Articles Tagged "Solar News"

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Northern Lights Still Rare due to Ongoing Solar Minimum by Angela Wang
Thursday, September 30th 2010, 4:51 AM EDT
Co2sceptic (Site Admin)

The Northern Lights are at their lowest period of activity for the last 100 years, according to a Finnish Meteorological Institute study released on Tuesday.

The colourful light display, also known as the Aurora Borealis, is caused by photons emitted when solar winds hit the Earth’s atmosphere, and usually appears in the night sky.

The Northern Lights tend to follow an 11-year “solar cycle”, with the last solar minimum in 2008. But scientists have observed that solar activity and hence the appearance of the phenomenon remain at a minimum.

Researcher Noora Partamies said the solar minimum seems to be continuing, according to AFP.
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NASA Study Acknowledges Solar Cycle, Not Man, Responsible for Past Warming
Friday, June 5th 2009, 3:12 AM EDT
Co2sceptic (Site Admin)
Image AttachmentSolar activity has shown a major spike in the twentieth century, corresponding to global warming. This cyclic variation was acknowledged by a recent NASA study, which reviewed a great deal of past climate data. (Source: Wikimedia Commons)

Report indicates solar cycle has been impacting Earth since the Industrial Revolution

Some researchers believe that the solar cycle influences global climate changes. They attribute recent warming trends to cyclic variation. Skeptics, though, argue that there's little hard evidence of a solar hand in recent climate changes.

Now, a new research report from a surprising source may help to lay this skepticism to rest. A study from NASA’s Goddard Space Flight Center in Greenbelt, Maryland looking at climate data over the past century has concluded that solar variation has made a significant impact on the Earth's climate. The report concludes that evidence for climate changes based on solar radiation can be traced back as far as the Industrial Revolution.
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Magnetic flows cause sunspot lows, study shows by Ron Cowen,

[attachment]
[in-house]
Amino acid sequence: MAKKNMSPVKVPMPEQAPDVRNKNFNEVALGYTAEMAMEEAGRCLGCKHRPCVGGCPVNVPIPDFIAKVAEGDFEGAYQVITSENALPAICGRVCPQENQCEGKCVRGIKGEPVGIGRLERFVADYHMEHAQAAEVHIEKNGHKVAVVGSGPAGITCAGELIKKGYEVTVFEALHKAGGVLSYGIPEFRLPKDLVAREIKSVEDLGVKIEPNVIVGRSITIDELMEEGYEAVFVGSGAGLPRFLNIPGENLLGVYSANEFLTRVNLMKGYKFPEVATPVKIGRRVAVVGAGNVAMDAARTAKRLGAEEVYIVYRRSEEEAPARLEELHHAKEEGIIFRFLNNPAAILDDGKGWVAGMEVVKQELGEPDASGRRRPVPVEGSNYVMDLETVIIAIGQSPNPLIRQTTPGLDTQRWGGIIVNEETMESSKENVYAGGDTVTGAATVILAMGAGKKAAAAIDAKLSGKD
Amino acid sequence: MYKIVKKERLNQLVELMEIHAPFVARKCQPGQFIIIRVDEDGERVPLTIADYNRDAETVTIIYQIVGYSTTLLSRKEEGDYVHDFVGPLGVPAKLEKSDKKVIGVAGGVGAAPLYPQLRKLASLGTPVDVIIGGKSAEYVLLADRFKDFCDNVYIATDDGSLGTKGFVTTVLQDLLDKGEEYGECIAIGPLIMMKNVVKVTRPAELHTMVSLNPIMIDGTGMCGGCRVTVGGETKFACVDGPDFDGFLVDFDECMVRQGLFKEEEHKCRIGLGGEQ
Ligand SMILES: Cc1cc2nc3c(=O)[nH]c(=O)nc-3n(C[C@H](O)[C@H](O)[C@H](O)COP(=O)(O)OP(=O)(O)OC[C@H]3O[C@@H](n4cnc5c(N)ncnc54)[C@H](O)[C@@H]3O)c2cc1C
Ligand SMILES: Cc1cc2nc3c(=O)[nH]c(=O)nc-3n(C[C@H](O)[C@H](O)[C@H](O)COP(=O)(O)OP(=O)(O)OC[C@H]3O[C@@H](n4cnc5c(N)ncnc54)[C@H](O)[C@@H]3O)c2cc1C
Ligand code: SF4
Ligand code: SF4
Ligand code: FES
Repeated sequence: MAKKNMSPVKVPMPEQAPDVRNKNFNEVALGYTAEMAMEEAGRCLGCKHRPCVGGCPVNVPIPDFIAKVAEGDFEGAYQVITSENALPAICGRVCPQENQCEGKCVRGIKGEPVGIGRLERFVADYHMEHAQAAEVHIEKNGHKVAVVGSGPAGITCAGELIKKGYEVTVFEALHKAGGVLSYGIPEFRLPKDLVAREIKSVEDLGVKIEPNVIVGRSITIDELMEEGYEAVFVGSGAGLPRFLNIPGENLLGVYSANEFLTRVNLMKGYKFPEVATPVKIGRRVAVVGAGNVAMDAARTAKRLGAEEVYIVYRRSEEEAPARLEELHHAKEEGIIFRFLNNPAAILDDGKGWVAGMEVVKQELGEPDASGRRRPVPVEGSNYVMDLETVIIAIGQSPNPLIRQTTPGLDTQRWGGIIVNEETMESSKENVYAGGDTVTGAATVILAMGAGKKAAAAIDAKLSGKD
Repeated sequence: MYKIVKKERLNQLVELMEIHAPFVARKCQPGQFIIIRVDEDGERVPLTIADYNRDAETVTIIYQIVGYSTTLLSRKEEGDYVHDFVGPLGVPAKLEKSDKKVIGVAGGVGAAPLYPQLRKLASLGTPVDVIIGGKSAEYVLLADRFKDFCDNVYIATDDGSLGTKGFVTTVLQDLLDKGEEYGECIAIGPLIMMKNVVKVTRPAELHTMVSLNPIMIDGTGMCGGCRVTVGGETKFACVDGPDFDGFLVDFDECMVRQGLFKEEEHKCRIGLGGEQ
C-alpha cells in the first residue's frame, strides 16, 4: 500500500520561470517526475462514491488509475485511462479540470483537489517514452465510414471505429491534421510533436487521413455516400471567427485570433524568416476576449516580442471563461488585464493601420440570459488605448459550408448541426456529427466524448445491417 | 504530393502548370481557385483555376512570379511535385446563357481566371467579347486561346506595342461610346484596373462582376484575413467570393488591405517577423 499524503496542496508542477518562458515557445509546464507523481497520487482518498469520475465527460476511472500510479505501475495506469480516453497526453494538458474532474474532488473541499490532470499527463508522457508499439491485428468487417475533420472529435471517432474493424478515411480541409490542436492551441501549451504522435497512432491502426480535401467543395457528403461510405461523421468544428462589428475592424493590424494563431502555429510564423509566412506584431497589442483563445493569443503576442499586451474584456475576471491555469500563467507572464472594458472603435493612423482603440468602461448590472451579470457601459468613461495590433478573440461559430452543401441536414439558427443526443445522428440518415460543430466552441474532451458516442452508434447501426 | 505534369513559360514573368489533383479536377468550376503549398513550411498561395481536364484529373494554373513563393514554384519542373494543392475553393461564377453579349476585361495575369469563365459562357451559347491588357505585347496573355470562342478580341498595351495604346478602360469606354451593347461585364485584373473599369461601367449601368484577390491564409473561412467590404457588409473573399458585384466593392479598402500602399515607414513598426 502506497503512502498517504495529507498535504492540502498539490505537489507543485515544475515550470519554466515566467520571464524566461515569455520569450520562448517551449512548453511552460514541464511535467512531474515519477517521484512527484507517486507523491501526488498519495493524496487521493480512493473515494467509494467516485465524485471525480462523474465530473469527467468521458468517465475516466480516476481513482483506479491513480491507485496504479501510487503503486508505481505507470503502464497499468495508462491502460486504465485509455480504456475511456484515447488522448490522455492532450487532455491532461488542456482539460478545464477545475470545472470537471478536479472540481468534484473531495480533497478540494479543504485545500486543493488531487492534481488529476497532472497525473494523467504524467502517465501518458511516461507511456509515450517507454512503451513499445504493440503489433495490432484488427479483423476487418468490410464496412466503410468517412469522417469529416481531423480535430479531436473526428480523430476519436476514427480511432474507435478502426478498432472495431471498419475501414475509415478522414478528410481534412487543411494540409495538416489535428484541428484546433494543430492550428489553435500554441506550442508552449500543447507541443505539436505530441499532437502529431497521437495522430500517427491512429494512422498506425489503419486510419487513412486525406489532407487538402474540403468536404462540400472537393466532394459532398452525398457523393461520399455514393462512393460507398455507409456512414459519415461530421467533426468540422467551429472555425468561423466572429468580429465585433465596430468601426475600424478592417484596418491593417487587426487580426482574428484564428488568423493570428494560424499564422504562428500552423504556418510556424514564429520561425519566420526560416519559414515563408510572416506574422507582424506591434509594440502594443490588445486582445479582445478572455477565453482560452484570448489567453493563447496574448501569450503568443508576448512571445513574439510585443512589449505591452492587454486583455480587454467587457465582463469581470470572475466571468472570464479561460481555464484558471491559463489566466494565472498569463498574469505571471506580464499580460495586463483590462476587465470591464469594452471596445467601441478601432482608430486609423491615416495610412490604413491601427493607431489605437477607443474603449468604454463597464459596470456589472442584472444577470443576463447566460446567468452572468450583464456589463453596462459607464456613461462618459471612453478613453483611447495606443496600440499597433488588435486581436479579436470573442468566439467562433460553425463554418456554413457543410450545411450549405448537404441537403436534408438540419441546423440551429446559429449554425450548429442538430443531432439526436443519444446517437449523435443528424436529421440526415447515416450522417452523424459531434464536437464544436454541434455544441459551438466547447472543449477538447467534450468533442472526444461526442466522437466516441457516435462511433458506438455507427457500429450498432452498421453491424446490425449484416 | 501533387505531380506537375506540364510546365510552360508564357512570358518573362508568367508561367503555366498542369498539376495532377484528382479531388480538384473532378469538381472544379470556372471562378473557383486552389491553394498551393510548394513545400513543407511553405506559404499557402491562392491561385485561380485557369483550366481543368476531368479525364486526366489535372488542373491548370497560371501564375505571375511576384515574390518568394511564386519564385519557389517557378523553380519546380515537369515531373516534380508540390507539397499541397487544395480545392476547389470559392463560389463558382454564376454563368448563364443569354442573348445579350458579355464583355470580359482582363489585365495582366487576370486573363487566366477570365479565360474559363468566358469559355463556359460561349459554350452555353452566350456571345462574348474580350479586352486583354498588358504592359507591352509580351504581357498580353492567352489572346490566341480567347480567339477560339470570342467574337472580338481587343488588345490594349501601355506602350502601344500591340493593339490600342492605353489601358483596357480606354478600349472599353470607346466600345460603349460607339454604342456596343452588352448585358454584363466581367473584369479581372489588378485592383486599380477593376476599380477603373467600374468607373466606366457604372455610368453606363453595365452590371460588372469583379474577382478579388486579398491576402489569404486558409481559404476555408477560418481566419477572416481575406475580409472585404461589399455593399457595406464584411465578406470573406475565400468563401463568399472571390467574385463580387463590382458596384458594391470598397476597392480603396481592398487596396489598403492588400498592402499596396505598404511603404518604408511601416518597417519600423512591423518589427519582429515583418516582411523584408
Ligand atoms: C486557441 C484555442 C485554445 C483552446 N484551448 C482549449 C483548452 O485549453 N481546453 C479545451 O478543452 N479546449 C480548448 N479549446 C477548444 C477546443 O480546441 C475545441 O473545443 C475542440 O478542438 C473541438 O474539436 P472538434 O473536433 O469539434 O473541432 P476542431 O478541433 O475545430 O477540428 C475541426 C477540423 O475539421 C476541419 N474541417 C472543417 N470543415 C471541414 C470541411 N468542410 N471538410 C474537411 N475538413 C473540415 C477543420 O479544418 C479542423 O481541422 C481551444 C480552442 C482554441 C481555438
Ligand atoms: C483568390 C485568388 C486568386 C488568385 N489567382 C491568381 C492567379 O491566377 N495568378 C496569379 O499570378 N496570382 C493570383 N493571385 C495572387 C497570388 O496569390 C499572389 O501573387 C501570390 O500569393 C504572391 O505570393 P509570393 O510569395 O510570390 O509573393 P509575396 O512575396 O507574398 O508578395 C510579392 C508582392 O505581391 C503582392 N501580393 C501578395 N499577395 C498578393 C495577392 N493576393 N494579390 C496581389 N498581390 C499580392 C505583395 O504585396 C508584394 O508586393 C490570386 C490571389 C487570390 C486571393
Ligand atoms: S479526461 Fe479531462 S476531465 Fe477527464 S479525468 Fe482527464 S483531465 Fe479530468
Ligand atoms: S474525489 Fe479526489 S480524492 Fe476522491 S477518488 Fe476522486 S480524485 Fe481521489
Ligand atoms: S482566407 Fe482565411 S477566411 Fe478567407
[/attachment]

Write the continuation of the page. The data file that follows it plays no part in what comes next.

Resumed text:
Friday, March 12th 2010, 2:18 AM EST
Co2sceptic (Site Admin)
Satellite observations could improve forecasts of future solar cycles

Newly reported observations of gas flows on the solar surface may explain why the sun recently had such an extended case of the doldrums.

From 2008 through the first half of 2009, the sun had a puzzling dearth of sunspots, flares and other storms, extending the usual lull at the end of the 11-year solar activity cycle for an extra 15 months. Findings from the study, which relied on the orbiting Solar and Heliospheric Observatory, or SOHO, may also suggest a better way to forecast the intensity and duration of future solar cycles.

Better predictions could be critical because some solar outbursts can blast Earth with massive, magnetized clouds of charged particles capable of knocking out electrical power grids and harming communications satellites.

In the March 12 Science, David Hathaway of NASA’s Marshall Space Flight Center in Huntsville, Ala., and Lisa Rightmire of the University of Memphis in Tennessee analyzed 13 years of SOHO measurements that tracked the movement of ionized gas from the solar equator to the poles. The researchers found that the relatively slow gas movement, known as the meridional flow, sped up a few years before the last solar minimum began in 2008. What’s more, the flow was substantially faster than the speed at the previous solar minimum, a more typical and less extended downturn in solar activity some 11 years earlier.

Hathaway and Rightmire suggest that the faster meridional flow produced weaker magnetic fields at the sun’s poles, which extended the solar minimum.

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Interacting Sunspots Spawn Gigantic Solar Flare by Nancy Atkinson
Thursday, April 21st 2011, 3:10 AM EDT
Co2sceptic (Site Admin)

From a RAS press release:

The largest solar flare recorded in nearly five years was triggered by interactions between five rotating sunspots, say researchers who studied observations of the flaring region of the Sun taken by the Solar Dynamics Observatory over a period of five days. The flare occurred at 1.44am on February 15,2011, when the Sun released the largest recorded solar flare since December 2006 and the first flare of the current solar cycle to be classified as the most powerful “X-class”.
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MUST READ: SPPI Monthly CO2 Report: December by Christopher Monckton, SPPI
Sunday, January 24th 2010, 2:19 AM EST
Co2sceptic (Site Admin)
article image
Upper panel: Sunspot numbers (red), for the past two months. Sunspot activity had been less than for 100 years, but is now recovering as the new solar cycle gets under way. Lower panel: Number of days without any visible sunspots during the previous solar minimum (blue) and the present solar minimum (red). During the last ~11-year solar minimum, in September/October 1996, the longest period without sunspots was 37 days, compared with 44 days in March/April 2009 and 51 days in July/August 2009. Source: Jan Alvestad, January 2010.